As I sit down to write my annual list of resolutions for contractors, I am amazed at how much things changed in 2020. Construction was going well and then, in March 2020, COVID-19 hit. At first, we thought it was going to be a disaster for the construction industry. States, cities and towns shut down projects and many applied for PPP loans. Then, something amazing happened. Construction was considered an essential service and everyone was back to work.  That said, the work world changed: companies were donating their PPE to frontline workers, COVID-19 protocols had to be followed and paperwork had to be filed. Everyone was scrambling to figure out how to comply and keep their businesses going. So, you may or may not ask, what was I, as a construction lawyer doing? I spent March and April thinking about the new risks contractors/construction companies were facing and developing contract clauses to protect the industry. I wrote a number of blog posts with clauses to add to your contra

An Explanation of LEED Certification

This one is from the Concrete Masonry Association of California and Nevada:


Leadership in Energy and Environmental Design (LEED) is a rating system promoted by the U.S. Green Building Council (USGBC) to design buildings that are environmentally responsible, energy efficient, and profitable. The LEED rating system is a voluntary, consensus-based national standard for developing high-performance sustainable buildings. Even though the rating systems is voluntary, governments such as California has made it mandatory for all state buildings to comply with LEED. Credits not explicitly related to energy design are also included in this section to provide guidance for those who take advantage of masonry properties for LEED design.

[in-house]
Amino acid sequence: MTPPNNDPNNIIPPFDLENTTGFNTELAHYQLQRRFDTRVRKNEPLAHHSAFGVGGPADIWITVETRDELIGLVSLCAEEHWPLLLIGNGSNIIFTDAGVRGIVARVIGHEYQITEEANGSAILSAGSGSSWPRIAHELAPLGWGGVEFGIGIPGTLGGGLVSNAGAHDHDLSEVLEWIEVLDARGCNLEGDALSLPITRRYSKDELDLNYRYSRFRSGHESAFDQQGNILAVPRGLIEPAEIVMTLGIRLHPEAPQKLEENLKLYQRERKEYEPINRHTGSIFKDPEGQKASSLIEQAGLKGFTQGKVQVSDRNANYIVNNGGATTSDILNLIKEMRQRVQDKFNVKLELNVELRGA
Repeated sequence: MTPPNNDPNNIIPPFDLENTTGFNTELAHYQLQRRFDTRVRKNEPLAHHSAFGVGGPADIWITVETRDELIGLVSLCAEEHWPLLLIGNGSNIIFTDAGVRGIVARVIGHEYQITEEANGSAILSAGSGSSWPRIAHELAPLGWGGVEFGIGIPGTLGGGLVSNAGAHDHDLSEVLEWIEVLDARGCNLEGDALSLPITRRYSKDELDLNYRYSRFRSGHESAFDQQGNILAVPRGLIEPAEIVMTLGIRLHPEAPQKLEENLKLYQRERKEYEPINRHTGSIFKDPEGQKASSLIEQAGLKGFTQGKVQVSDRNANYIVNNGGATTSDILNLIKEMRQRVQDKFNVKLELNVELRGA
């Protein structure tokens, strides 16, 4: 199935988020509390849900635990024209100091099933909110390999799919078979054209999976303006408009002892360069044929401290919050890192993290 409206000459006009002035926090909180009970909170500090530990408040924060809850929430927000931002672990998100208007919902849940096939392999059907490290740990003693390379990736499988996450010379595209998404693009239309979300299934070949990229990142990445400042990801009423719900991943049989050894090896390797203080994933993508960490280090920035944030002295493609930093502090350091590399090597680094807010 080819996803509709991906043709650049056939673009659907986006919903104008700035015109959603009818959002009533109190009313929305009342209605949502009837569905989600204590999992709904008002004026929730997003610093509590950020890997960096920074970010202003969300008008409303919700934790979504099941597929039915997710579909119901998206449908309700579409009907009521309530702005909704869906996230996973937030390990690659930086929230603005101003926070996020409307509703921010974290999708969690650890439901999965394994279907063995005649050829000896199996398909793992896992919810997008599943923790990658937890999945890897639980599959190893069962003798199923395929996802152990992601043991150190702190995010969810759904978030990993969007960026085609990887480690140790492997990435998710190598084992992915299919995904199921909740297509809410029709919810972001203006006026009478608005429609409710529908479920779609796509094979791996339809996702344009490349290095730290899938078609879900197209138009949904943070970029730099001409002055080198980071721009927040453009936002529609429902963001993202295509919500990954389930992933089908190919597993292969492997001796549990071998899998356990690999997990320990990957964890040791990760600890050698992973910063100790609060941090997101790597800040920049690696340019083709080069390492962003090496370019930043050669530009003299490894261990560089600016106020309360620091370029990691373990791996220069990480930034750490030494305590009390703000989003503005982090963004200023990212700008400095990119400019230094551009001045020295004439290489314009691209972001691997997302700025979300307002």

The LEED New Construction (LEED-NC) rating scale is divided into five environmental categories and a sixth design category. In order to become LEED compliant, a building must achieve 26 out of a possible 69 points. There are also silver, gold, and platinum levels in which buildings must achieve 33 to 38, 39 to 51, and 52 plus points respectively.

  1. Sustainable Sites (14 points available)
  2. Water Efficiency (5 points available)
  3. Energy and Atmosphere (17 points available)
  4. Materials and Resources (13 points available)
  5. Indoor Environmental Quality (15 points available)
  6. Innovation in Design (5 points available)

There is also a LEED Existing Buildings (LEED-EB) rating scale used for existing buildings, however, it is currently being used as a pilot program. There are various other LEED rating scales. The LEED-NC Certification is valid for a period of five years, and re-certification under LEED-EB is required to verify that the building continues to perform as it was designed. The re-certification promotes continuous improvements to the building.

Certification Level

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